If you liked MONA, or if it was a bit much for you, why not also try out the Tasmanian Museum and Art Gallery. It's free to enter and is full of rich history and culture. I learned so much just from a short visit!
Located in an old sandstone building, near Salamanca Markets, it's the perfect place to go if you want to get out of the cold. This museum was built on the old waterfront line and you can still see the line on the footpath where the water used to come to.
In case you haven't got the message by now, Tasmania and Australia have so much history, art and culture. Make an effort to learn some parts of it and you won't be disappointed.
Just down the road is also Maritime Museum of Australia, with information about shipping and whaling activities in Australian history, and Mawson's Huts Replica Museum, where they have rebuilt the huts used in Antarctica by Douglas Mawson & his team who discovered the location of the south magnetic pole. Mawson's Huts Museum does cost a bit of money, but it is interesting nonetheless.
Mount Wellington is officially known as kunanyi / Mount Wellington and is located on the western side of Hobart, looming over the city. It is covered in snow most of the year, so visiting in Winter can either be a snowy wonderland or quite hazardous. Keep an eye on the weather before you make your trip up the mountain. If you can make it up the top, there is an enclosed lookout with epic views of the city and surrounding area below.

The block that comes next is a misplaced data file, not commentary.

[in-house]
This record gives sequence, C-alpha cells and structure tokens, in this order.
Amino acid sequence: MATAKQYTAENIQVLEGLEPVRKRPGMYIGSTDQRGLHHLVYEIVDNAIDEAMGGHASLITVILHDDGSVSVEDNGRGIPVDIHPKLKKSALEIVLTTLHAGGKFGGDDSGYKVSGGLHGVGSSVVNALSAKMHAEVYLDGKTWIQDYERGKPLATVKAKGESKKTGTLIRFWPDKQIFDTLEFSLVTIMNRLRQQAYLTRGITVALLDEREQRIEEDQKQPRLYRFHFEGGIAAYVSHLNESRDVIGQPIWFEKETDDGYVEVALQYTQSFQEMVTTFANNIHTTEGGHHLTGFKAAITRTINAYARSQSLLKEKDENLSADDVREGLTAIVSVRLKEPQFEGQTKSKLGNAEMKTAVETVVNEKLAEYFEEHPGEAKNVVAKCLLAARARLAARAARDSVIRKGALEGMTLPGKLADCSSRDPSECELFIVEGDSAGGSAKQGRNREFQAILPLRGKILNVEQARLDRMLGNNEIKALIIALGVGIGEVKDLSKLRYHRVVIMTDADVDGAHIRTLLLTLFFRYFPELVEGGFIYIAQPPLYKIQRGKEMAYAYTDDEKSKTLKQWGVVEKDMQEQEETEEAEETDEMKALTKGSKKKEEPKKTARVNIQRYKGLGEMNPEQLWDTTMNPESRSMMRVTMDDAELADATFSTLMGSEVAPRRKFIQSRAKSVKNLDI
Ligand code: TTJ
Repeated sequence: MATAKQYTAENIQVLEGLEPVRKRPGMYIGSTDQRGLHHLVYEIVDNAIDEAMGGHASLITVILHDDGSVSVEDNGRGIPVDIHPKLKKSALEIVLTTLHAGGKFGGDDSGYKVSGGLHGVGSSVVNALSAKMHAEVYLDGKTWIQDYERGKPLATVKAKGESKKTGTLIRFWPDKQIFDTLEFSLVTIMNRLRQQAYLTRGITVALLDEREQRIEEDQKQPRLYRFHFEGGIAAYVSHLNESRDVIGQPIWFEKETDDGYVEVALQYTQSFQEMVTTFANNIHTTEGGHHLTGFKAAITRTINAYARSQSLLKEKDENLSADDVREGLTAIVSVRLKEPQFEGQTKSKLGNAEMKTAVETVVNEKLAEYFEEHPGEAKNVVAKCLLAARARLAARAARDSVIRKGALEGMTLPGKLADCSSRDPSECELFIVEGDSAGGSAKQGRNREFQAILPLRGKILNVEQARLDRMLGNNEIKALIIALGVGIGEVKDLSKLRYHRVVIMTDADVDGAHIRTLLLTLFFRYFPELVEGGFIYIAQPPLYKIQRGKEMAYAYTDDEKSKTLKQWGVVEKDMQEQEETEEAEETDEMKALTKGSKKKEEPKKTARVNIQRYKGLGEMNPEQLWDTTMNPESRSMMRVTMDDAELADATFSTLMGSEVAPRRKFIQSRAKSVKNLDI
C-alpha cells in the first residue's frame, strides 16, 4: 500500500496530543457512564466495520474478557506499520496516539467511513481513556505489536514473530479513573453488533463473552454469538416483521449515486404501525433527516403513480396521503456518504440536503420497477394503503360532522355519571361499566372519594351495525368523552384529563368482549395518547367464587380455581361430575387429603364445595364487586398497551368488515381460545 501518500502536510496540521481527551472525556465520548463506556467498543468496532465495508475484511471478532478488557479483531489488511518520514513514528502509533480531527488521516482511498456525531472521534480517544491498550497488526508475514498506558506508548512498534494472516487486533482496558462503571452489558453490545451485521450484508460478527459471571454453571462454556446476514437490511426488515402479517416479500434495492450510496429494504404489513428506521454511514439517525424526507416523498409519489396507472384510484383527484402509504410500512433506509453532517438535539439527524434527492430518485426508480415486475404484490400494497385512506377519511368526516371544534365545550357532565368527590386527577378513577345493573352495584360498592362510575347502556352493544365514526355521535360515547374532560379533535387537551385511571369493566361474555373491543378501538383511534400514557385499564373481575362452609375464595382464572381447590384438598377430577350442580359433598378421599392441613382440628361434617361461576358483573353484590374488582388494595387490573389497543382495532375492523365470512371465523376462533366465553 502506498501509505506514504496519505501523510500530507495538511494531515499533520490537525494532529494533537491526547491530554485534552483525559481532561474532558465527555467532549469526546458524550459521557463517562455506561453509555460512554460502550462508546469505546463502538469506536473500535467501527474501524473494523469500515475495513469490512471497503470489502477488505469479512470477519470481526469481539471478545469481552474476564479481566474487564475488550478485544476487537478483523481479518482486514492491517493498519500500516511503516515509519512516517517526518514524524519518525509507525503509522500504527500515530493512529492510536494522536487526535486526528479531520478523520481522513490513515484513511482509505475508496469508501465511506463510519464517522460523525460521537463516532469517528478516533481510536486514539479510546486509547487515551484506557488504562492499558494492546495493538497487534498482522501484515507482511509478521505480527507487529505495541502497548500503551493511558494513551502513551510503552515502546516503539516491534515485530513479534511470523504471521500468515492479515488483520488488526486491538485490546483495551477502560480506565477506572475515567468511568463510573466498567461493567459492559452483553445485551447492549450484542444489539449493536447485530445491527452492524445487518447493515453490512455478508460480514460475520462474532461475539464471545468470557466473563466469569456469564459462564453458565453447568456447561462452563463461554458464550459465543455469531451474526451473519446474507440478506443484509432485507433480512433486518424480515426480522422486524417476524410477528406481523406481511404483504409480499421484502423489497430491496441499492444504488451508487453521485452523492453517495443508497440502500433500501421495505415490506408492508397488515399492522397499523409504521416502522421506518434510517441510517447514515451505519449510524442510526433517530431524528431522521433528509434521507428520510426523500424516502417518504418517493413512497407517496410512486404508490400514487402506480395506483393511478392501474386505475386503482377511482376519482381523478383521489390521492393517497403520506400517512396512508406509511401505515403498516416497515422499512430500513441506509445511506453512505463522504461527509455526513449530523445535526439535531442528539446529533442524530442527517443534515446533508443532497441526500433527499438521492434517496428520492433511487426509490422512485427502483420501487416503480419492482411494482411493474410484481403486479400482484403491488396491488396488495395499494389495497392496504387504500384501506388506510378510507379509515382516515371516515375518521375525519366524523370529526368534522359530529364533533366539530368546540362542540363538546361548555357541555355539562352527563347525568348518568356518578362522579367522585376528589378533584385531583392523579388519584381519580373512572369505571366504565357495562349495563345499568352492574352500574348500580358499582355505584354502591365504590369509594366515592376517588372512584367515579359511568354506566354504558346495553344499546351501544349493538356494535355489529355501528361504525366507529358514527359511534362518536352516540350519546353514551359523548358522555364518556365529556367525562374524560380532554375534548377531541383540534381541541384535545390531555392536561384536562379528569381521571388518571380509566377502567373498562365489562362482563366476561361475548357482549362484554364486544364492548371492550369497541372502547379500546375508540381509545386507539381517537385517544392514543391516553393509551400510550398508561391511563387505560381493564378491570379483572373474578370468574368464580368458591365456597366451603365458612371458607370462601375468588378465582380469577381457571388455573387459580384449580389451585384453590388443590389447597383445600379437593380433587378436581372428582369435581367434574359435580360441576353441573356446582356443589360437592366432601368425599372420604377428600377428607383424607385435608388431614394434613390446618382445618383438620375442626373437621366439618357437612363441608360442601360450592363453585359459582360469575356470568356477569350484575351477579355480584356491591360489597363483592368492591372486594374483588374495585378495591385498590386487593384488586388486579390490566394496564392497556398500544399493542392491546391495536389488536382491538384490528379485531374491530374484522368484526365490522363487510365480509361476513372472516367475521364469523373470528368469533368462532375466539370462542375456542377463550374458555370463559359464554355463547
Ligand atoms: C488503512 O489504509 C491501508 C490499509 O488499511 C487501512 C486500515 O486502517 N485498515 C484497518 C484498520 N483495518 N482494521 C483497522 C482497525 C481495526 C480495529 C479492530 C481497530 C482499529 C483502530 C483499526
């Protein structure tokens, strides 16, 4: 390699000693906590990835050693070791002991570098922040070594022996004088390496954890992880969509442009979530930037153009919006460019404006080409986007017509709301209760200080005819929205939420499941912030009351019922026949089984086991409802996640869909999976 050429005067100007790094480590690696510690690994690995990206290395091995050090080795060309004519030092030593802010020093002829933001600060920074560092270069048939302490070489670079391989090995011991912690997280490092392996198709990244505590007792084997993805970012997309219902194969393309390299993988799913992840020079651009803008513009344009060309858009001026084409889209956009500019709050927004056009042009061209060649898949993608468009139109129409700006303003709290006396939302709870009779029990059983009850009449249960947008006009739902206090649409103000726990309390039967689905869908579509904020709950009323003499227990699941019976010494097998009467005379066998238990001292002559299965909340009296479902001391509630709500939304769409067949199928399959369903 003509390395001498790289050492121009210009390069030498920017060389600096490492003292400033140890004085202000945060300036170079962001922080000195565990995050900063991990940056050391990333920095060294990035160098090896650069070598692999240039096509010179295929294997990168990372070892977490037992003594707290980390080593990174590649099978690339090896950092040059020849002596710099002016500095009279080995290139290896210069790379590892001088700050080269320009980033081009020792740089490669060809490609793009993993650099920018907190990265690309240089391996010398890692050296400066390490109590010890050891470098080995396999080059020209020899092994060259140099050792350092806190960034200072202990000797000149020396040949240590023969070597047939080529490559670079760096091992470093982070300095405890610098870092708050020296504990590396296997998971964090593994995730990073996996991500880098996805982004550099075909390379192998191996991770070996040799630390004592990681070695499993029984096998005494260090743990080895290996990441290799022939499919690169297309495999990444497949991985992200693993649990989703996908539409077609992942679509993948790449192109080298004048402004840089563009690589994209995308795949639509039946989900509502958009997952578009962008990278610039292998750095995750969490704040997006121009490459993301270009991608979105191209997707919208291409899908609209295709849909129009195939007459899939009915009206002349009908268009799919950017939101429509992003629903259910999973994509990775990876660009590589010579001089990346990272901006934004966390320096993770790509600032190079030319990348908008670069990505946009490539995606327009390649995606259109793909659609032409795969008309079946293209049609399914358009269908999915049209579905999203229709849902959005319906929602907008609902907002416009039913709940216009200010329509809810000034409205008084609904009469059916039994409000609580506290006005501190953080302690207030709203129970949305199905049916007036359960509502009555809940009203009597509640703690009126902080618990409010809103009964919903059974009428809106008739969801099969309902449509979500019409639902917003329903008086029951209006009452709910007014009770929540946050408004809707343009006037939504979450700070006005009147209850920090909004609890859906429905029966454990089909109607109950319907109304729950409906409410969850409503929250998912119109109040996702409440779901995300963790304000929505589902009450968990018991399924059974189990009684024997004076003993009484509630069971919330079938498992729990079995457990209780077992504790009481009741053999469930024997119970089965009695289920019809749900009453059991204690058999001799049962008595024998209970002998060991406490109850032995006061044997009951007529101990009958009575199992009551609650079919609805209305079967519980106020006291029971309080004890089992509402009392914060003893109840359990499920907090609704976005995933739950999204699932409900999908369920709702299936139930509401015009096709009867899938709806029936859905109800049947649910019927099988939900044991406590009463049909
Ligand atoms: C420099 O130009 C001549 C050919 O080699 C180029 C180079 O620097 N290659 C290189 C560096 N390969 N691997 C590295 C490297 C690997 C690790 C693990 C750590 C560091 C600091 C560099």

While driving is obviously the easiest option, especially in winter, there are also many walking trails and a hike from the city to the peak you can challenge yourself with.
If you choose to drive, there is a point halfway up Mt Wellington where you can stop, wander to the lookout and there are also toilets and a bbq area. Be mindful that if the weather is less than favourable, the top half of the mountain may be closed and you'll be stopped here, at The Springs. If you want a little bit of an adventure and the weather allows it, park your car here and walk the rest of the way up. From The Springs to The Pinnacle, it is about a 4km trek, but with a difficult grade.
If you want to take on the full hike up Mt Wellington, you can start at Hobart Rivulet, where you can leave your car in the parking area just off Molle Street. Or at the Cascade Trail, just opposite Cascade Brewery, which skips the more urban part of the walk to the base of the mountain. Either way, set aside a whole day to climb and explore Mt Wellington. It is about a 14km hike, or a little less if you start at Cascade Trail.